This one’s for the dads

An eventful week, which offered time to reflect – and update – at the end of it.

Since last we met, the country has been plunged into chaos: more political pandemonium, a horrific fire evoking memories of 1970s disaster movies whose aftermath is still being dealt with, and a couple of pupils happening upon my blog – meaning I’ll have to be be more careful than ever with what I write.

Teaching took a funny turn this week. Not just because of the discovery, but also, I announced to my classes my intention to write a book about my career so far – inspired by some of the funny questions I got asked this week (“Sir, why did Macbeth write a book about himself?” “Is a Banquo what you get from a chippy?” and “Did Macbeth write Blood Brothers?”) which made me laugh and in this dark time, shone a light on what I do daily… But also because I said goodbye to my form of five years.

It’s been emotional… particularly as this week I was given a couple of gifts and more importantly, cards, which were heartfelt and sincere and justified why we go to work everyday under such stresses and pressures. What was given – and written – remains personal to me and the students plus their families, but will stay on my mind and in my heart for a long time. Equally, a thank you and handshake from one troubled young man, meant just as much – an acknowledgement that gives hope for the future.

I wish all of them the very best, in all they do.

But this blog shouldn’t be about teaching, especially if it’s being read by young impressionables!

It’s quite refreshing that they see a teacher having another life outside the class room; certainly, I want them to be widely read, to check my posts for spelling and grammar errors, and to realise that I am a real person.

Not just a suit (with funny coloured socks) who dictates to them every day, but a man, a fan, an artist…

Talking of which, I am about to embark on another project to celebrate my involvement in this year’s Hannah directory.

I will be spending the summer drawing each and every one of Antony Gormley’s Another Place statues, to acknowledge my locale and how honoured I am to be living and loving, here in our north west – the home of bingo, black pudding, Billy Fury and Brookside.

But this particular weekend, I am also – and very proud to be so – a husband, a son and a dad.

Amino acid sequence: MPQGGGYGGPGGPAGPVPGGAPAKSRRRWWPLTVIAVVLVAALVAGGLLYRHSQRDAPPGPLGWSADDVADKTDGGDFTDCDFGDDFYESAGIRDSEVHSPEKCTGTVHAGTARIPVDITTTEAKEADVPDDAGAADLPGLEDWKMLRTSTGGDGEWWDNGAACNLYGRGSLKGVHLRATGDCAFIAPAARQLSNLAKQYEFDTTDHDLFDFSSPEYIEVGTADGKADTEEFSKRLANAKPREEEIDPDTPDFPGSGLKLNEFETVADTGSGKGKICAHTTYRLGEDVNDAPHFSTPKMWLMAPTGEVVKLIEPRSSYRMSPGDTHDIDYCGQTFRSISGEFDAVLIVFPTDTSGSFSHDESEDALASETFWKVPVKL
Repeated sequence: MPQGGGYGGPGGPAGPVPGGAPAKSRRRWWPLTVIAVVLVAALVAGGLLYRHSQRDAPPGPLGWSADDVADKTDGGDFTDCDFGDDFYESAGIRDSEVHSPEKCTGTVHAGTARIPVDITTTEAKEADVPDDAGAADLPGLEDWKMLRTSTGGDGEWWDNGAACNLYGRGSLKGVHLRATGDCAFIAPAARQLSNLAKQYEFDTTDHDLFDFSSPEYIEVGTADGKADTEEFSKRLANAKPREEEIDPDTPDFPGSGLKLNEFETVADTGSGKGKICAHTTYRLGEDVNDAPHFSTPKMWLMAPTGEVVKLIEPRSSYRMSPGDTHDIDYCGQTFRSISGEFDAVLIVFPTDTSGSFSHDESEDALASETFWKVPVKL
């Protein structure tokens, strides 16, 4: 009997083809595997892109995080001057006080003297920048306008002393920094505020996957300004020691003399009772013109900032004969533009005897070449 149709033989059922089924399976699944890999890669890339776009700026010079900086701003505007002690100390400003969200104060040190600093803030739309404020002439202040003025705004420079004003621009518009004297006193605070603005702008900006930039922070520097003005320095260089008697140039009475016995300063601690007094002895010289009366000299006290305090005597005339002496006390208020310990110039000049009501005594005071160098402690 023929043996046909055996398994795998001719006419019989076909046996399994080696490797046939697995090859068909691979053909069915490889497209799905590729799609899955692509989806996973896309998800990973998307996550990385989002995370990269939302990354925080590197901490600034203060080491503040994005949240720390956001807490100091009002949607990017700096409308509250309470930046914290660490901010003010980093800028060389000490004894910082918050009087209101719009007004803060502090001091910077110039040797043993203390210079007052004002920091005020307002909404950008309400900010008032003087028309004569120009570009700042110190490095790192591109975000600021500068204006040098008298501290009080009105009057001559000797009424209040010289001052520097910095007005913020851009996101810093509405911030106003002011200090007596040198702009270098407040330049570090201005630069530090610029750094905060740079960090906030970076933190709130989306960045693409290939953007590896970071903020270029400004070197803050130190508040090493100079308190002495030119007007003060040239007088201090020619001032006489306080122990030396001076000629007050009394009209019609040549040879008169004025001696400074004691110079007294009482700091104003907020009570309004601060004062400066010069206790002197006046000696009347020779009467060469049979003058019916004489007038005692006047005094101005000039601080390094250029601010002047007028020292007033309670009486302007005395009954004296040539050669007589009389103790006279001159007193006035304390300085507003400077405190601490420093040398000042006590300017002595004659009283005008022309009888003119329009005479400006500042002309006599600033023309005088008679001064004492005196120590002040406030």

Before I go on about that, though, let’s discuss the dead mice I discovered the same evening.

Yes, you read that right – I found out who I’d seen scuttling across the shed floor, who I’d noticed had nibbled at my bird seed, whom next door’s cat had been sniffing around after – Mickey and Minnie, who unfortunately drowned rehearsing their new film.

Lighter news now, and England won the World Cup. Everton even spent lots of money on new heroes for the little guy. The future is bright, and orange…

Plus it’s Father’s Day.

I’ve written enough about my joy at parenthood.

The early nights and mornings, the worries and anxieties, the carefully planned routines… the smiles and bites, the lovely moments and the tantrums, the bottles and the nappies… everything is beautiful, and nothing hurts.

The pride I feel on a daily basis, make it so:

Father’s Day is every day, for me.

My first ‘proper’ one, I was hungover after an England World Cup game at which I stole a glass, but each has been enjoyable and lovely and rewarding, and for that I thank WW and SG… and this year, the elephant, whose baptism we celebrate next weekend with (hopefully) lots of contributions to thanks to their care and expertise when he was poorly.

Naturally, I’ll spend part of the day down the pub with fellow fathers, maybe afterwards drink some of the wine and eat the chocolates I so gratefully received… but I’ll also honour my own Dad in the process.

Cook his favourite lunch, let him know how grateful we are for everything he does for us.

Let him know that he’s Sylvester Stallone, Pat Nevin, Dirk Benedict, Duncan Ferguson, Damien Hirst, Neville Southall, Sir Peter Blake, Liam Fray, David Hockney, Lionel Messi, Morrissey, Tony Cottee and Vincent van Gogh all rolled into one, and more… and that, since becoming a father, I’ve appreciated him and all he stands for, more than ever.

In a recent conversation with our vicar, I explained how becoming a parent has changed my thought process and perspective for the better, not just being a father but also a son.

School taster days start soon, Leavers’ prom takes place, a wonderful day spent in the sun: the stars turn, etc.

The world is a funny old place right now… but let us not forget that the things that divide us make us stronger: similarly, we have more in common than we think, so please, let people know how grateful you are… and how much you love them.

Happy Father’s Day.